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    Not only worth but more important than most people realize.

    Forget about a word's size and obscurity, concentrate on specificity. What makes a good vocabulary is knowing the exact word that means what you want to say.

    Also, most words have connotations. Knowing two words with different connotations, for the same meaning, will allow you to imprint the subconscious idea you choose, into your public.

    Tangentially, oral expression can get you a rise and a better job. Even for people who work in engineering. Most things in life are obtained by convincing someone else, and rhetoric is your main weapon.



    P.S.: Don't judge my words by my vocabulary, in English it sucks. :)
     
  6. valdein lawnstin
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    valdein lawnstin Member

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    the big 50 cent words don't ever seem to impress me because the people who use them are typically bad at proper use of them and of simple words.

    example 1: where did you learn to talk like that?
    the better way to say this is: where did you learn to speak
    example 2:myself and my brother went to the dog show
    when it should be stated
    my brother and i went to the dog show.

    if you have these problems in your speech pick up a book by sparknotes called Ultimate style and it will tell you which words to use and were to sound intellagent without having to do a thousand word dictionary report

    listen to people who use big words and you will hear this
     
  7. Wreybies
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    Wreybies The Ops Pops Operations Manager Staff Contest Administrator Supporter Contributor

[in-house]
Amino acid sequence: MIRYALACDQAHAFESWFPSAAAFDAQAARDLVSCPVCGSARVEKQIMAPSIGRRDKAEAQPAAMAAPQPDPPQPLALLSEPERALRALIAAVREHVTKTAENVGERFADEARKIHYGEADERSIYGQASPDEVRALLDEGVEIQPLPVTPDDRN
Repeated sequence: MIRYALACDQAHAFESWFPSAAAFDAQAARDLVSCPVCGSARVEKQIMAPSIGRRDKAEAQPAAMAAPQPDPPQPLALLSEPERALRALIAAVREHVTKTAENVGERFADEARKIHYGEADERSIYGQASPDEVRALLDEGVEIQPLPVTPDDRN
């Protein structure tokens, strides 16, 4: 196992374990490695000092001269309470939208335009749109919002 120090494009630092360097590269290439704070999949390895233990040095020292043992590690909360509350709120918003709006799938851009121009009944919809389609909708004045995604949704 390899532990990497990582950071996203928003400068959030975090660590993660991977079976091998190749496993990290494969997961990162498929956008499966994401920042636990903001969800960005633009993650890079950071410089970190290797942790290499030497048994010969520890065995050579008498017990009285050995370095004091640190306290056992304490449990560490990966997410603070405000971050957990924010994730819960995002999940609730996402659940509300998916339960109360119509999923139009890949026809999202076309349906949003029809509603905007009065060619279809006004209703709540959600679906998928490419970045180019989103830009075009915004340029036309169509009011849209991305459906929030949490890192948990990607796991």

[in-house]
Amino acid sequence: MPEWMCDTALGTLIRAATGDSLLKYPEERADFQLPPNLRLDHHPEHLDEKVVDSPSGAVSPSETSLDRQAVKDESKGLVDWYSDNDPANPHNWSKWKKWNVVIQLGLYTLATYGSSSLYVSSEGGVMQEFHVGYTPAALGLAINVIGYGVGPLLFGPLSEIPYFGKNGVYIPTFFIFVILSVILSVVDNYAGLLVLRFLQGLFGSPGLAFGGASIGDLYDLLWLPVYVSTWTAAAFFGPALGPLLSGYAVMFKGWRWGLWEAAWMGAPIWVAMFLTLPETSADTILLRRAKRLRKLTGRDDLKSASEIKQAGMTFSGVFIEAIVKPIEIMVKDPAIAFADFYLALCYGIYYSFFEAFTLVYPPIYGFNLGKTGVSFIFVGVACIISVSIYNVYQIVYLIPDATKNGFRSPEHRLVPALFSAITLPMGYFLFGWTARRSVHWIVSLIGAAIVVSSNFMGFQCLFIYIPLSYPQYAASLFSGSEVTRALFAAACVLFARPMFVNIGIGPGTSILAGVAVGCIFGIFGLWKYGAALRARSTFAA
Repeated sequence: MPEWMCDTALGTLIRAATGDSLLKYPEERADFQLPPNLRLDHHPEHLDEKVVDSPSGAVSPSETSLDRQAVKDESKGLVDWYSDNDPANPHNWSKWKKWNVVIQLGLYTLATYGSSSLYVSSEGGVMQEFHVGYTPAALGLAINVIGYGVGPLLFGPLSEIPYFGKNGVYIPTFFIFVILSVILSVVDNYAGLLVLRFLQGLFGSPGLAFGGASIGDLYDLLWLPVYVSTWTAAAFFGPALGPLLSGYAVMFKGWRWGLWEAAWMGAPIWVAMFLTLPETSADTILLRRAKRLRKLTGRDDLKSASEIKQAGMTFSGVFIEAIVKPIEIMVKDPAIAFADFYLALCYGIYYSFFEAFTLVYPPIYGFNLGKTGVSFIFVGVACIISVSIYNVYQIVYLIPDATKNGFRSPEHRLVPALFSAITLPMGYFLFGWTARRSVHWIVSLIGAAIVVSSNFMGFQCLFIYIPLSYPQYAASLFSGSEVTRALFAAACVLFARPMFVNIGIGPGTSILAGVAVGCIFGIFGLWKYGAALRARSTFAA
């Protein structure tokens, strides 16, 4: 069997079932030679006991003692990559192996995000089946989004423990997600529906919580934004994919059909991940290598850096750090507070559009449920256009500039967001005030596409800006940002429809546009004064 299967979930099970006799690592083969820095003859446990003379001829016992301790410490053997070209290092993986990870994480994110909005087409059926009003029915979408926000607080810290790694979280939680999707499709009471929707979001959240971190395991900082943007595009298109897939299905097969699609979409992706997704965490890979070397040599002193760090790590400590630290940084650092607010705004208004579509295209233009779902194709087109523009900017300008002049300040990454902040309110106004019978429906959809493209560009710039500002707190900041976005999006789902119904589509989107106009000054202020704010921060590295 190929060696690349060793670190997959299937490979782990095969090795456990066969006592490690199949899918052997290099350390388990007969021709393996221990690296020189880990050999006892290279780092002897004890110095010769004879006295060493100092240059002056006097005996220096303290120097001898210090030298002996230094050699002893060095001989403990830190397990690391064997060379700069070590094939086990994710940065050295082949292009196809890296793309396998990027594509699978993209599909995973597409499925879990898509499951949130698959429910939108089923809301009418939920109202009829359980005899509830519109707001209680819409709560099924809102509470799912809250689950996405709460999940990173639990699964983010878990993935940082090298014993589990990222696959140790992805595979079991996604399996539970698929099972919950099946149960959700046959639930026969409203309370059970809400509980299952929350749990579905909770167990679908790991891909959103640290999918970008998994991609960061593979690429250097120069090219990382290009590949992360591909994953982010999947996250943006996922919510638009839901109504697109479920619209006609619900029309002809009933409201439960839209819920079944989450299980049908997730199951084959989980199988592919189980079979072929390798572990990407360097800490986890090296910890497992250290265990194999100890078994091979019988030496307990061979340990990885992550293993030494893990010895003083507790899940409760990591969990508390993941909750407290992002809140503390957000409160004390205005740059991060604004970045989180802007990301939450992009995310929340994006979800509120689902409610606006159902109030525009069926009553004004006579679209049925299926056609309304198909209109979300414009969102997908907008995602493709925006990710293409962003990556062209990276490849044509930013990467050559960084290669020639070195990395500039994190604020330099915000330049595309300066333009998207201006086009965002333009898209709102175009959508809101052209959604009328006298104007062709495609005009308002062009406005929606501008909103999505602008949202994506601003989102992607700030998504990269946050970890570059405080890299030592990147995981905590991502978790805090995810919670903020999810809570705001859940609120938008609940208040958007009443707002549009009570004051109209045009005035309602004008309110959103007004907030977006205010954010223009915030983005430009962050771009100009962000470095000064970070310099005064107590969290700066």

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    I believe what valdein lawnstin is attempting to make note of is that one should focus less on the large vocabulary gems and focus more on a grasp of syntax and grammar.

    Think of syntax and grammar is the frame and the foundation to a house. You can have all the amenities and architectural features (big words) of a palace in your home, but if the frame is poorly squared and the foundation badly poured, then the house is still crap.
     
  8. Islander
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    Islander Contributing Member Contributor

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    Interesting. I wonder in what occupation oral expression is most likely to give a rise.
     
  9. Cogito
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    Cogito Former Mod, Retired Supporter Contributor

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    Many occupations put a premium on the ability to present material orally. Software developers are expected to be able to explain a proposed solution, managers are expected to present and defend business plans for the next quarter, engineers of all disciplines are expected to share knowledge about new technologies, doctors are expected to pass along knowledge on the lates procedures...

    In short, most professional careers value, or even demand, the ability to communicate clearly both orally and in writing these days.